27 October 2008


The doom of the American car company

Via Brian Chin, the Wall Street Journal's "How Detroit Drove Into a Ditch" is a succinct history of why General Motors, Ford, and Chrysler are fumbling towards bankruptcy while the 16 U.S.-based vehicle factories run by foreign firms like Toyota, Nissan, Honda, Hyundai, Mercedes-Benz, and Volkswagen are profitable and prosperous:

...to thrive, instead of just survive, Detroit will have to use the brains of its workers instead of just their bodies, and the [United Auto Workers] will have to allow it. Two weeks ago some automation equipment broke down at the Honda factory in Marysville, Ohio, but employees rushed to the scene and devised a temporary solution. There were no negotiations with shop stewards, no parsing of job descriptions. Instead of losing an entire shift of production, Honda lost just 150 cars.

I don't think many people of my generation favour American brands when considering a new car. For me, GMs, Fords, and Chryslers are far from the top of the list: generally, when I sit in a new car built by one of those companies, something about it often feels cheap, which isn't the case with their Asian or European competitors' vehicles. Our Ford Focus has been a decent station wagon over the past seven years, but our Toyota Echo, which was much cheaper, has needed far fewer repairs.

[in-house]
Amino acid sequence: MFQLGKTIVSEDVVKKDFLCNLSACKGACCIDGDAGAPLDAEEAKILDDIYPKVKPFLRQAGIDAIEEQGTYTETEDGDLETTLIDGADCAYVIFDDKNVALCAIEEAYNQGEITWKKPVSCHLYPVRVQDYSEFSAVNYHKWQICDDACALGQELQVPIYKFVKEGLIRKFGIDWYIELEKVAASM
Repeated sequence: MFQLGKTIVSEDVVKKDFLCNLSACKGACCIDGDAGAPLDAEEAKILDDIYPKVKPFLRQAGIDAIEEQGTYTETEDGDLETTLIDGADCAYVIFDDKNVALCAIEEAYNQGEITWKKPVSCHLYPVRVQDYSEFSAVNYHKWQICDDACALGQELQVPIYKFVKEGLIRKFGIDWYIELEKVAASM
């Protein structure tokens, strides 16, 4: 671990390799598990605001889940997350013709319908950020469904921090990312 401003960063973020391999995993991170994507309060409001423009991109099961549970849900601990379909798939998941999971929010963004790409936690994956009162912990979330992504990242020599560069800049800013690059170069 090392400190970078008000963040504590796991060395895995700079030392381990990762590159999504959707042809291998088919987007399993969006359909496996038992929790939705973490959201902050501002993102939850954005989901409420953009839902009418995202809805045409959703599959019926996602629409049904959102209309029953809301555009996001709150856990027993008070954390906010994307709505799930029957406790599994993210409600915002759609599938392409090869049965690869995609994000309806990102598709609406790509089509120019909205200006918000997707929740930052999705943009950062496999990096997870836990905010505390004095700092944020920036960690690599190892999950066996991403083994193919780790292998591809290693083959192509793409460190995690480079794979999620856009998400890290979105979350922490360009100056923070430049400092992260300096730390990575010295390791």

Seeing one or more of the Detroit Three collapse would be sad, but personally I'd have no reason to miss them.

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That quote points how unions have come to mess the economy.

Can you what would have happened had they followed protocol?

Unions are killing the industry just as much as lack of foresight
To emphasize your point about reliability of your cars: the new car we bought, and which you refer to in your "Ford Focus" link ("coincidentally, my parents decided to buy a new car yesterday, too..."), has proven to be very reliable. It's a 2002 Nissan Altima. We've had to pay for no repairs, other than regular maintenance items. It's still "like new".
Well,you know that anyway, you've been riding in it a number of times yourself.

It's a great point, Derek. I think it largely depends on where the car is made, and possibly the social / cultural make-up of the workers. A VW Rabbit from Mexico is different quality-wise from a German VW Golf, but they're the same design. Though some designs from Detroit are just plain bad!

Not that we get much US iron here in Australia - mostly Chryslers, and they've been hit with an ugly-stick!

Steve Taylor
Melbourne, Australia
I used to buy General Motors cars, out of (misplaced) loyalty I guess; with every GM car I had the air conditioning failed at 30,000 miles. Also there were numerous other problems, some causing considerable inconvenience. Now I have a Toyota RAV4. At 93,000 miles the only things I've had to do are the front brakes once, and four new tires. Oh, and I replaced the battery once.